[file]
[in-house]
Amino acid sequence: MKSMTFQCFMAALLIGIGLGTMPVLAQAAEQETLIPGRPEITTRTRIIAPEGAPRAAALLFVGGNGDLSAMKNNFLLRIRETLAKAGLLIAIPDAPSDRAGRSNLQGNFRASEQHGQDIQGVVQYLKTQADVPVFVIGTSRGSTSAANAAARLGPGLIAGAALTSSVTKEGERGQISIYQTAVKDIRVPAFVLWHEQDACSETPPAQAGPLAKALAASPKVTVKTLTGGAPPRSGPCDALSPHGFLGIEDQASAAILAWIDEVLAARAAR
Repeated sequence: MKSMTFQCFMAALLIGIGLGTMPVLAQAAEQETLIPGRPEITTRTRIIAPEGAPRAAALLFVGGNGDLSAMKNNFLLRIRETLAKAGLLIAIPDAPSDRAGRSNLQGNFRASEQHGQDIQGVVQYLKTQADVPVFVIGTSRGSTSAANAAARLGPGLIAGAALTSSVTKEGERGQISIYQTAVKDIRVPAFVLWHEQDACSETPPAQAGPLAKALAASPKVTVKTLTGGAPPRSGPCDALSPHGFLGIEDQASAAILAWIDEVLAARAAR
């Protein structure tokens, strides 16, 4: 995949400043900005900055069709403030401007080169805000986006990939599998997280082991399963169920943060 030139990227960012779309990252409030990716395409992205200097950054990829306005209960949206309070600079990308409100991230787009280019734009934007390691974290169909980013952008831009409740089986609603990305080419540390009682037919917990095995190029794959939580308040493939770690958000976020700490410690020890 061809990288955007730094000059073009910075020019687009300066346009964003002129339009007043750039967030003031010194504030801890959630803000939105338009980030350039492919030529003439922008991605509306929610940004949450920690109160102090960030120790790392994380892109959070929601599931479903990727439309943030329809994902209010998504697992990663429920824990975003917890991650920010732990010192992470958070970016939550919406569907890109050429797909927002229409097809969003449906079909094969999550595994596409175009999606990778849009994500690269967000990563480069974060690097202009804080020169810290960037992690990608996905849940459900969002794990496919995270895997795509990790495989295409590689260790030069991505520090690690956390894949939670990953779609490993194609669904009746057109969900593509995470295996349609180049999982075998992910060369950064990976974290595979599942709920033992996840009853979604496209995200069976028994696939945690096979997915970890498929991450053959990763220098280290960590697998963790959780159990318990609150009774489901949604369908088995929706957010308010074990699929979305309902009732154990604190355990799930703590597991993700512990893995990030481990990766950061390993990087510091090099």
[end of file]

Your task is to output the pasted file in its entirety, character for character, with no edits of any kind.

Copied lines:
[in-house]
Amino acid sequence: MKSMTFQCFMAALLIGIGLGTMPVLAQAAEQETLIPGRPEITTRTRIIAPEGAPRAAALLFVGGNGDLSAMKNNFLLRIRETLAKAGLLIAIPDAPSDRAGRSNLQGNFRASEQHGQDIQGVVQYLKTQADVPVFVIGTSRGSTSAANAAARLGPGLIAGAALTSSVTKEGERGQISIYQTAVKDIRVPAFVLWHEQDACSETPPAQAGPLAKALAASPKVTVKTLTGGAPPRSGPCDALSPHGFLGIEDQASAAILAWIDEVLAARAAR
Repeated sequence: MKSMTFQCFMAALLIGIGLGTMPVLAQAAEQETLIPGRPEITTRTRIIAPEGAPRAAALLFVGGNGDLSAMKNNFLLRIRETLAKAGLLIAIPDAPSDRAGRSNLQGNFRASEQHGQDIQGVVQYLKTQADVPVFVIGTSRGSTSAANAAARLGPGLIAGAALTSSVTKEGERGQISIYQTAVKDIRVPAFVLWHEQDACSETPPAQAGPLAKALAASPKVTVKTLTGGAPPRSGPCDALSPHGFLGIEDQASAAILAWIDEVLAARAAR
């Protein structure tokens, strides 16, 4: 995949400043900005900055069709403030401007080169805000986006990939599998997280082991399963169920943060 030139990227960012779309990252409030990716395409992205200097950054990829306005209960949206309070600079990308409100991230787009280019734009934007390691974290169909980013952008831009409740089986609603990305080419540390009682037919917990095995190029794959939580308040493939770690958000976020700490410690020890 061809990288955007730094000059073009910075020019687009300066346009964003002129339009007043750039967030003031010194504030801890959630803000939105338009980030350039492919030529003439922008991605509306929610940004949450920690109160102090960030120790790392994380892109959070929601599931479903990727439309943030329809994902209010998504697992990663429920824990975003917890991650920010732990010192992470958070970016939550919406569907890109050429797909927002229409097809969003449906079909094969999550595994596409175009999606990778849009994500690269967000990563480069974060690097202009804080020169810290960037992690990608996905849940459900969002794990496919995270895997795509990790495989295409590689260790030069991505520090690690956390894949939670990953779609490993194609669904009746057109969900593509995470295996349609180049999982075998992910060369950064990976974290595979599942709920033992996840009853979604496209995200069976028994696939945690096979997915970890498929991450053959990763220098280290960590697998963790959780159990318990609150009774489901949604369908088995929706957010308010074990699929979305309902009732154990604190355990799930703590597991993700512990893995990030481990990766950061390993990087510091090099």